Except as noted above, the context of the previous instruction stream is inherited by the trap handler. System software must ensure that context address 0 is mapped by the ISTT of every executing context. The trap handler may choose to store the state and then change to some other context. Since the trap handler executes at privilege level 0, it has access to the kernel general registers, %C0-%C3.

Since the trap handler inherits the context address space of whatever was executing when the trap occurred, every context address space must map the code and data segments that trap handler requires to start. The data mappings may be hidden from the user instruction stream by restricting access to level 0 only. The trap sequence takes the number of clocks needed to retire any co-execution instructions in progress plus three instruction cycles. Interrupts are not accepted during these cycles.

Faults are traps which are directly related to the instruction stream being executed. The KSR instruction, for example, is used to request an operating system service or debugging break point. System software defines an interface by which a program will pass information detailing the specific nature of its request. A service request has the same trapping characteristics as any other CX instruction which faults in cycle zero of execution. It is shown separately because restarting the instruction stream requires distinctive system software activity.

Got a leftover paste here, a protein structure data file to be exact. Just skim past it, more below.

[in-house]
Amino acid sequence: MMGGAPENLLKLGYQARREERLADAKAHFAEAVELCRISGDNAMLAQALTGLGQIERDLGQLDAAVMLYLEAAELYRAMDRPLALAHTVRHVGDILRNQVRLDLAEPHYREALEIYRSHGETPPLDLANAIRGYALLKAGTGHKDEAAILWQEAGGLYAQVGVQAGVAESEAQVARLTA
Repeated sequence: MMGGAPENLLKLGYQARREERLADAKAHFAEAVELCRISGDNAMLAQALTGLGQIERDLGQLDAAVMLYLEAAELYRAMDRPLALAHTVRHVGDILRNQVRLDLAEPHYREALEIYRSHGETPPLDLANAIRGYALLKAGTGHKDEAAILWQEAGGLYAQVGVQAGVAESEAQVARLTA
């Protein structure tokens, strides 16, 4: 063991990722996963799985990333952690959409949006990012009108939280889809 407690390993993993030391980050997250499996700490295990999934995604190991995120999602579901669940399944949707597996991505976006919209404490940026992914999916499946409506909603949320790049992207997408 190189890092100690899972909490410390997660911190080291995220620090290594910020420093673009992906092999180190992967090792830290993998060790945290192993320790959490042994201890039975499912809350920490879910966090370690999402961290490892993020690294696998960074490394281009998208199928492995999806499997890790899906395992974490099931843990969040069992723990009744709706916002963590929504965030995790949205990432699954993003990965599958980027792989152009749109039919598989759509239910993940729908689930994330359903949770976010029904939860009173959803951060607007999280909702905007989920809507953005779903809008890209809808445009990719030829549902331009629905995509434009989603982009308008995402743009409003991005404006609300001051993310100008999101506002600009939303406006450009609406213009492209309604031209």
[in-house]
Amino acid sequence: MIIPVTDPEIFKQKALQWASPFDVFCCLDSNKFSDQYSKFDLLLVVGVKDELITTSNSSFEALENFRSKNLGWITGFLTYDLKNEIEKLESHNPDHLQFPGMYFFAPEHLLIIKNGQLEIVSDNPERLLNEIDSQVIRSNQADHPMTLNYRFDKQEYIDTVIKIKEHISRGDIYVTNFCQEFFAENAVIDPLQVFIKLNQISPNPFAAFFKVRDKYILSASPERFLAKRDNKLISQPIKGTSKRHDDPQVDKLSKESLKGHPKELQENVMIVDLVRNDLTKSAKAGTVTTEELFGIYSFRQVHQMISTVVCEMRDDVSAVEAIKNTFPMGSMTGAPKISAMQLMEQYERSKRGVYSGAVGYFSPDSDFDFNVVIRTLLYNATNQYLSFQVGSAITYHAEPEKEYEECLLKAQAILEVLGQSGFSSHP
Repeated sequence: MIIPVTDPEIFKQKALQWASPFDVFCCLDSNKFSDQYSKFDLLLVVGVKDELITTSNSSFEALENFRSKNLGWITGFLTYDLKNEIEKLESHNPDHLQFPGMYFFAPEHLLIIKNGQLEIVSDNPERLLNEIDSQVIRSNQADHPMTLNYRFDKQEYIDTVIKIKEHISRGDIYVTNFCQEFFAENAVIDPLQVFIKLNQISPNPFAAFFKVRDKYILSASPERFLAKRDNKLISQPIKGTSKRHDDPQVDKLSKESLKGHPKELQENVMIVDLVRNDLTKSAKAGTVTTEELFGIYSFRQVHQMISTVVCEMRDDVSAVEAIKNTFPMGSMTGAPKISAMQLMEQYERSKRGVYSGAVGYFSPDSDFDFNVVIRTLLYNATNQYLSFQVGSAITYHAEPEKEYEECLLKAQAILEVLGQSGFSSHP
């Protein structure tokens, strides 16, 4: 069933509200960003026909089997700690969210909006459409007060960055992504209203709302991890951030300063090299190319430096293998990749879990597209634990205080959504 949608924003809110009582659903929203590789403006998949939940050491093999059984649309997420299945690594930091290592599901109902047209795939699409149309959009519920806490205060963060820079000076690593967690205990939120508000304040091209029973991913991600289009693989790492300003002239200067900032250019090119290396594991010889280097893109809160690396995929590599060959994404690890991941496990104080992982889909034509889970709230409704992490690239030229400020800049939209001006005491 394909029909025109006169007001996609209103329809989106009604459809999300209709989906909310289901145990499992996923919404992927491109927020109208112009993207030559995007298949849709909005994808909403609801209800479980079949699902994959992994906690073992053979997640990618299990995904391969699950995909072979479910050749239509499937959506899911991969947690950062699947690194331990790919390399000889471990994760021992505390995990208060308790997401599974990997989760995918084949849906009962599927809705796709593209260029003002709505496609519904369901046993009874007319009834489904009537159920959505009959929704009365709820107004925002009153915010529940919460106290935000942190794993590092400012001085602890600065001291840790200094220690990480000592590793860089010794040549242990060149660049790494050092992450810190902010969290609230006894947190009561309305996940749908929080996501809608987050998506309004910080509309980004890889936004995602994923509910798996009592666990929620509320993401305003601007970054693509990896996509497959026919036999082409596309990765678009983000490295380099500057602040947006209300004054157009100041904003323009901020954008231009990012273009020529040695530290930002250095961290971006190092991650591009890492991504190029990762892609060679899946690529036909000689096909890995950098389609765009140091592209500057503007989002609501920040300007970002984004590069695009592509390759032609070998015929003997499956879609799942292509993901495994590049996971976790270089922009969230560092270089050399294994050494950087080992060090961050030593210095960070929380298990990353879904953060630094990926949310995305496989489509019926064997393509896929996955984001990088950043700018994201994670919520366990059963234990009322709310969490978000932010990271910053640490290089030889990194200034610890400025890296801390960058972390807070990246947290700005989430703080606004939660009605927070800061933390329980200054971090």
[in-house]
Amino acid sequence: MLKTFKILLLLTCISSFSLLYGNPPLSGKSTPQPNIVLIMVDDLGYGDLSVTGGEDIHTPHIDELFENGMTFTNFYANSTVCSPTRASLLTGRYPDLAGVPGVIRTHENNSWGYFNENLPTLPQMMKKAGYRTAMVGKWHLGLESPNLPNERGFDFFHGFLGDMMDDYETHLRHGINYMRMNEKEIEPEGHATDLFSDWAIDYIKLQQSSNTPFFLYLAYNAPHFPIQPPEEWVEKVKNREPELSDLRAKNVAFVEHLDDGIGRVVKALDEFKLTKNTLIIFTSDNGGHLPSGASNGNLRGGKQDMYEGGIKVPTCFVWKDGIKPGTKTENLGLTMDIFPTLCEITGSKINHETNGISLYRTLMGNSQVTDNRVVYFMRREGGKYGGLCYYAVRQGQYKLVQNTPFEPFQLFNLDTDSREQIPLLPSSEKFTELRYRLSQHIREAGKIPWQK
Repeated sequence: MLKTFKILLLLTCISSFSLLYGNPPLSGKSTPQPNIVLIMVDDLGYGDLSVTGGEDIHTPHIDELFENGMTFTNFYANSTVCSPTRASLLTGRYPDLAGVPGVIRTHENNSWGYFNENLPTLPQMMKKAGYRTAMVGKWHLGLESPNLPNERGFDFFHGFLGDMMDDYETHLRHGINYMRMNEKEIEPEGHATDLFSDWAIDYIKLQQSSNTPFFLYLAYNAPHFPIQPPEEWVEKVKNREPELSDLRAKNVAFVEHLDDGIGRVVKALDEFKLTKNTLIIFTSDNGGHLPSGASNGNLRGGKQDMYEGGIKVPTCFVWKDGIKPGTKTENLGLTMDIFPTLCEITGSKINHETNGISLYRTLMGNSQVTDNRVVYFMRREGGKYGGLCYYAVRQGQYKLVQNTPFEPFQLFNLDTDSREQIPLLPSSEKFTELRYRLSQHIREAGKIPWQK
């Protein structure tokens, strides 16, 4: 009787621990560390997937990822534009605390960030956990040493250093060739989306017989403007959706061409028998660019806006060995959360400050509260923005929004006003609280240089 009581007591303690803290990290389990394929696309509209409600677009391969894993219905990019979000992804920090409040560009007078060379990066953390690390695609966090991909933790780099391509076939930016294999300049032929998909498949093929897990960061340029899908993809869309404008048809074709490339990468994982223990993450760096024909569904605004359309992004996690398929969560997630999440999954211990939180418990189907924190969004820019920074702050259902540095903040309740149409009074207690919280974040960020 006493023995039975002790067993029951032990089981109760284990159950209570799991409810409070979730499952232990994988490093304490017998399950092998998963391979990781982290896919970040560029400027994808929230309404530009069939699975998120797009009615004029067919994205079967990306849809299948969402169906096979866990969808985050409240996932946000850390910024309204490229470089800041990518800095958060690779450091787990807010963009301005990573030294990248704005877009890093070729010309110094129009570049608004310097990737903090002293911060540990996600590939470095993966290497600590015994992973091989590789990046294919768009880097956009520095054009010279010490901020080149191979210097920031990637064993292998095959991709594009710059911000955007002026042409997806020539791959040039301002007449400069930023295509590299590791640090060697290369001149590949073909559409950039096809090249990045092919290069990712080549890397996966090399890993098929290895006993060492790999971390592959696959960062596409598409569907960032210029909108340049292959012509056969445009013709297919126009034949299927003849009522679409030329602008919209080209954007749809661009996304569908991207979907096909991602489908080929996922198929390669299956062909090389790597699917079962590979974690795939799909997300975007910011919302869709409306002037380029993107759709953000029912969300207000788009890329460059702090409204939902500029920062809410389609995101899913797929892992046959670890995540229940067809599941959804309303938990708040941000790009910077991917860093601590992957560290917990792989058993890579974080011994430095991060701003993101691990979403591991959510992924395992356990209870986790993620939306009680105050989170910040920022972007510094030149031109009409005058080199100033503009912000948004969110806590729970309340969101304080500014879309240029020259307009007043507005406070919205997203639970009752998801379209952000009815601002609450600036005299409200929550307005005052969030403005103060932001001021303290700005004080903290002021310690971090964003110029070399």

The KSR instruction is defined as a single-cycle instruction and traps in cycle zero of execution. A KSR instruction never completes normally. The address of the KSR is recorded in %TR0. The trap status indicates the service request and also indicates whether or not the paired FI instruction faulted. If the instruction stream is to be restarted, system software must alter quashing state so that the CX instruction is quashed. Note that this operation results in the FI instruction being completed after the service call completes.

An exception is signaled when any error is detected as the direct result of fetching or executing an instruction in the instruction stream. Exceptions include overflow of a data type, access violations, parity errors, and page faults. Exception causes are described by the |TRAP, |F-- TRAP, |I-- TRAP, AND|X-- TRAP registers.